The mallet percussion also played a very short snippet of Jule Styne's "The Party's Over," from the 1956 Broadway production of "Bells Are Ringing." A banner appeared, proclaiming; "NOW THAT'S ART!," poking good-natured fun at some of the highbrowed offerings presented that summer by other units.
At the start of "Trepek," a giant white, blue and red-striped Russian flag made a brief appearance, celebrating the return of Mother Russia. The spirited work is one of the most popular of the string of ethnic dances in Tchaikovsky's famous ballet, "The Nutcracker," typically heard during the Christmas season. Sometimes known as "Russian Dance," the fast and lively piece utilizes Ukrainian folk melodies and is based on a Ukrainian dance.
Franz Liszt's "Hungarian Rhapsody No. 2" came from the composer's suite of 19 such tunes from 1847, originally written for solo piano. Due to its immediate success, Liszt arranged it for orchestra. At the beginning, members of the Velvet Knights color guard and the cymbal line were chased by a bear, which found itself face-to-face with the rifle of an orange-vested hunter.
But the bear was in luck, as the hunter was distracted by the alluring appearance of the Valkyrie Brunhilde, a staple in German mythology and Wagnerian operatic productions. A male member of the corps enthusiastically played the female character with ample blond tresses, a helmet with ample horns, and other ample features. The hunter was quite smitten by this angelic sight, much to the bear's relief, but couldn't talk Brunhilde into running away with him. He chased "her" to behind a black wall that served as a changing area for the color guard, and the audience roared in laughter at parts of Brunhilde's costume went flying up in the air from behind the prop.
Next, eight members of the color guard knelt down to perform Santa Clara Vanguard's "Bottle Dance," accompanied by the same music that Santa Clara used the same year in that corps' 25th anniversary production of "Fiddler on the Roof." But it was not to be, as the bear held up a sign proclaiming, "NOT!"
The madcap antics just kept coming, as the Wicked Witch of the West made an appearance on a bicycle, to the section of Liszt's dance that sounded like swirling music accompanying a tornado.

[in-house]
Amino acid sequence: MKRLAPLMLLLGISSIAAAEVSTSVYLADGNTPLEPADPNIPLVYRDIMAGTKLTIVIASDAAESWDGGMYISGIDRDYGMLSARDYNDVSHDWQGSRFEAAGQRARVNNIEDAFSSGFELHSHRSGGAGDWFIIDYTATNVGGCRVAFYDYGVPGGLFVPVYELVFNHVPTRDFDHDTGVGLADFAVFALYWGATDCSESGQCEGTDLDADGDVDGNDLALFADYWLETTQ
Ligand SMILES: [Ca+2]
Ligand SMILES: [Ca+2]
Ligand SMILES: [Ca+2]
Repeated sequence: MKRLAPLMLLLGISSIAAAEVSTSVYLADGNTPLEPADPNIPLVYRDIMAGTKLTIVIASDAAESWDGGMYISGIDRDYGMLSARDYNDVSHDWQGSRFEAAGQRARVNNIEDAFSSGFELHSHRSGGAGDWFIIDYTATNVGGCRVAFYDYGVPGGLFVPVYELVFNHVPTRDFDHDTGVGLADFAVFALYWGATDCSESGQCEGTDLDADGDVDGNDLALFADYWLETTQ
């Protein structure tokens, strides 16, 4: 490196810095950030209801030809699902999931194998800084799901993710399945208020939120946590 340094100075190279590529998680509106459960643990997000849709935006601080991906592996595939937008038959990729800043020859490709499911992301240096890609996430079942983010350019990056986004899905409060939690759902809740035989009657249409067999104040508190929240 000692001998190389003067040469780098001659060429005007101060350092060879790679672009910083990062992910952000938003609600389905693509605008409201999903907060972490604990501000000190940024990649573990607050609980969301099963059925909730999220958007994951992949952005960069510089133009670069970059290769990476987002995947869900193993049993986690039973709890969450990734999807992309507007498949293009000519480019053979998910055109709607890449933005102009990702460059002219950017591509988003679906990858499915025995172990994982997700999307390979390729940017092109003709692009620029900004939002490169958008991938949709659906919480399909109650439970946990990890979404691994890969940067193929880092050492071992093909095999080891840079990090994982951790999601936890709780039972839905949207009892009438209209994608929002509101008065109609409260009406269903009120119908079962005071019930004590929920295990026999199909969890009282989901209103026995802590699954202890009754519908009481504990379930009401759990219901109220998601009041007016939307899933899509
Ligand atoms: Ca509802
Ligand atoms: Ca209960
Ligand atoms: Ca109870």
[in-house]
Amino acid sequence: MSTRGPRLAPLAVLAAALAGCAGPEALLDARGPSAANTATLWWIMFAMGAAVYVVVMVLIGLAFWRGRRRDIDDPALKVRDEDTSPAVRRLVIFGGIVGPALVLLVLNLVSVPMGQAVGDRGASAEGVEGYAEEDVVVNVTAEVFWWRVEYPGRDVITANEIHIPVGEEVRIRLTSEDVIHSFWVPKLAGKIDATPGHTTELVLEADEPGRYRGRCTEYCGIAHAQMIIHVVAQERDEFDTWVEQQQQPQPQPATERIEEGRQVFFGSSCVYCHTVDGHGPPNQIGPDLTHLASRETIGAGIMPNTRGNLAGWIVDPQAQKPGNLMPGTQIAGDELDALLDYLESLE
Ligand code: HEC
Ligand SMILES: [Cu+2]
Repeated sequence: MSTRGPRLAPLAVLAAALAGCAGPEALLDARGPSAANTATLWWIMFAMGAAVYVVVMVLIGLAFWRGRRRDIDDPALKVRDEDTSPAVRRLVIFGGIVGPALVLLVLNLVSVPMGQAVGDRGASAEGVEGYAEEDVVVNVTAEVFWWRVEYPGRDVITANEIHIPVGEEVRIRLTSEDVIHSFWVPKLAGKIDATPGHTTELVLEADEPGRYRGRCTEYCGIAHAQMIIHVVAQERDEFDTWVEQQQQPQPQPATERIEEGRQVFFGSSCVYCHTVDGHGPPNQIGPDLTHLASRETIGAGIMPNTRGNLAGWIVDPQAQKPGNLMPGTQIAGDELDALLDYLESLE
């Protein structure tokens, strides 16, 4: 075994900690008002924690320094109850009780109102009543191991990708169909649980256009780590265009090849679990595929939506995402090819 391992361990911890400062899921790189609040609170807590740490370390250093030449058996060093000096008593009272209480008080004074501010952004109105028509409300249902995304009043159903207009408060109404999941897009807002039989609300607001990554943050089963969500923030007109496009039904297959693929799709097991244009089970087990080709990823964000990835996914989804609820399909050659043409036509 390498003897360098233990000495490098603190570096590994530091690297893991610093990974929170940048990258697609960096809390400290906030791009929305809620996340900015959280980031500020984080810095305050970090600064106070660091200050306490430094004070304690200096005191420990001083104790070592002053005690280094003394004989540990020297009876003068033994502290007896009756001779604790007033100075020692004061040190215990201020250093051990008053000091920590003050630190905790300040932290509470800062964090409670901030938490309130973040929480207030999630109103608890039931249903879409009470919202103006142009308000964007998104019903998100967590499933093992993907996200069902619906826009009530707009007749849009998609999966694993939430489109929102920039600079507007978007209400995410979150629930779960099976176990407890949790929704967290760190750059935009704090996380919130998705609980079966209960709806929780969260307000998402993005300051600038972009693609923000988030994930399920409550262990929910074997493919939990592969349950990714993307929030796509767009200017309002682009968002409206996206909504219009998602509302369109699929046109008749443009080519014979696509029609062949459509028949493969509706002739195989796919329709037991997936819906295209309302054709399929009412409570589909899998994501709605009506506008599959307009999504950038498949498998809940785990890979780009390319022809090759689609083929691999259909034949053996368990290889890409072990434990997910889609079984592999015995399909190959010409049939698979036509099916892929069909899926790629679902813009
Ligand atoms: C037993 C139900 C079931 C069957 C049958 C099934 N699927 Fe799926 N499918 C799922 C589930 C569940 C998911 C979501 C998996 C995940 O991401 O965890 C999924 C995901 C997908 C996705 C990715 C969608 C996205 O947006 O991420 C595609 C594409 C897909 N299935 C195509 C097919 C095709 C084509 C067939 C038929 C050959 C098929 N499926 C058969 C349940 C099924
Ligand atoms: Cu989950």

By this point in the show, anything made sense.
During a brief pause, a banner was unrolled stating, "IT AIN'T OVER TIL THE…" Brunhilde released the most amazing stratospheric falsetto warble you've ever heard, triggering the theme from the movie "Jaws" which had earlier appeared in the corps' 1990 show. That year the theme was accompanied by a shark fin that was pulled across the field, the shark hiding under the surface of the field. But the shark that appeared on cue this year, and only for the corps' Finals performance, was a glorious six-foot-long behemoth, mouth opening and closing in anticipation as it locked Brunhilde in its sight.
The corps had stayed at a high school in Tennessee for a show less than three weeks from the end of the season, when Velvet Knights staff members spotted the shark sitting in the band room. They asked the band director about it and were told it was made for the band's field show the prior season and if they would get it out of the way, they could have it. The corps loaded it on their equipment truck and kept it under wraps. Even from 10 yards away, the audience anticipated what might happen, and when the shark's mouth started to open and close, it was all but certain.
The noise from the audience was deafening as the shark closed in, and when it inhaled Brunhilde in its mighty jaws, her legs flailing in desperation, the audience collectively lost it.
Michael Boo was a member of the Cavaliers from 1975-1977. He wrote about the drum corps activity for more than 35 years while serving as a staff writer for various Drum Corps International projects. During his lifetime Boo wrote for numerous other publications including an honors-winning book on the history of figure skating. He also was an accomplished composer. Boo passed away in 2020 and was inducted into the DCI Hall of Fame posthumously in 2021.